Cold craft for Royal Show

Cold porcelain flowers, such as the ones pictured above and on the left, will make their debut at this year’s Royal Show.
Cold porcelain flowers, such as the ones pictured above and on the left, will make their debut at this year’s Royal Show.

A South American craft, introduced in the 1970s and taken up in many other countries, cold porcelain creates long-lasting flower displays.

A floral display is made from a paste using cornflour, wood glue and oil. The paste is made in a microwave or on the top of a cooker and air dried. It is put into a mould and can be painted.

Ms Tyrer is from Chile, where cold porcelain was very popular.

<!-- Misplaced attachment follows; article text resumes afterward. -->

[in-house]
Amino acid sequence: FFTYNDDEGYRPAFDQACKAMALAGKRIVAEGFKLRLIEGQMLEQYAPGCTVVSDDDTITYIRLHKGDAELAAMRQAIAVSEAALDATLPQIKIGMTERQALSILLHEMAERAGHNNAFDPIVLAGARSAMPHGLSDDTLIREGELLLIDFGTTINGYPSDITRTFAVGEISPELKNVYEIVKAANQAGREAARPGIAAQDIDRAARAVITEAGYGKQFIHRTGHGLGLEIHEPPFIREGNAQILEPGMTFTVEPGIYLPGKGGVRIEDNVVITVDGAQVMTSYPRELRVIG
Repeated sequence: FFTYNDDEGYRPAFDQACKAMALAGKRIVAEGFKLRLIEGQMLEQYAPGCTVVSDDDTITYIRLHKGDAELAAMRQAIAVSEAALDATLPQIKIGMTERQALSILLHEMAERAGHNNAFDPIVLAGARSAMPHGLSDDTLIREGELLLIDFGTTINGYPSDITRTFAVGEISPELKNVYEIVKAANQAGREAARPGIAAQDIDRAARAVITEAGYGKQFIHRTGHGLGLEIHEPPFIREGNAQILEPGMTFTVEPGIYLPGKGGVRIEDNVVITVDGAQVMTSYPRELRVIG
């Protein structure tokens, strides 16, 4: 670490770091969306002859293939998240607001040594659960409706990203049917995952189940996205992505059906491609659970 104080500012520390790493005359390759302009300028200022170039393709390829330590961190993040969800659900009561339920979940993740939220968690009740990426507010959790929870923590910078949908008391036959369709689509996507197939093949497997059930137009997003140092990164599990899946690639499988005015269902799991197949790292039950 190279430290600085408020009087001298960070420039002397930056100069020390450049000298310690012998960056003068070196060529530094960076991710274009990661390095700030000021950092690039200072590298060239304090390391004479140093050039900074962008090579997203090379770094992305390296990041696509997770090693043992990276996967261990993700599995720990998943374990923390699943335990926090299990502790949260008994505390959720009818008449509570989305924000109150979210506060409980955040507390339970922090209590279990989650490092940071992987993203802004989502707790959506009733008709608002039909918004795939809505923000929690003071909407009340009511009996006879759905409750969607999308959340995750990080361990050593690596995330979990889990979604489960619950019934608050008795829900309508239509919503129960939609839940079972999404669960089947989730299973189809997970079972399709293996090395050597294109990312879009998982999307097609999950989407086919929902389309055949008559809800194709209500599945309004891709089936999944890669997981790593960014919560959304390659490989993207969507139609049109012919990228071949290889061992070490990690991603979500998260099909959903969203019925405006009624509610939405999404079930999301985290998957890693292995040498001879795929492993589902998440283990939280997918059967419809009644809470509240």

Despite not trying cold porcelain in Chile, she became interested in the craft through a friend.

�Once in Australia I started making my flowers in small sizes and creating brooches that I would sell at a pharmacy in Sydney,� Ms Tyrer said.

�I spent long hours making these flowers, while listening to talk back radio to get used to the Australian accent.�

Ms Tyrer was a dentist in Chile and had to re-train when she came to Australia.

�I needed some way to keep my hands working on fine and fiddly things,� she said.

�This cold porcelain proved quite good.

�In Australia, I learnt clay sculpture, painting, felting and spinning, while always coming back to the flowers.

�I dreamt of the day I could teach people how to make these flowers.�

Ms Tyrer has been teaching cold porcelain to a group of women at Murray Arts and Crafts.

Visit coldporcelainflowers.com.au.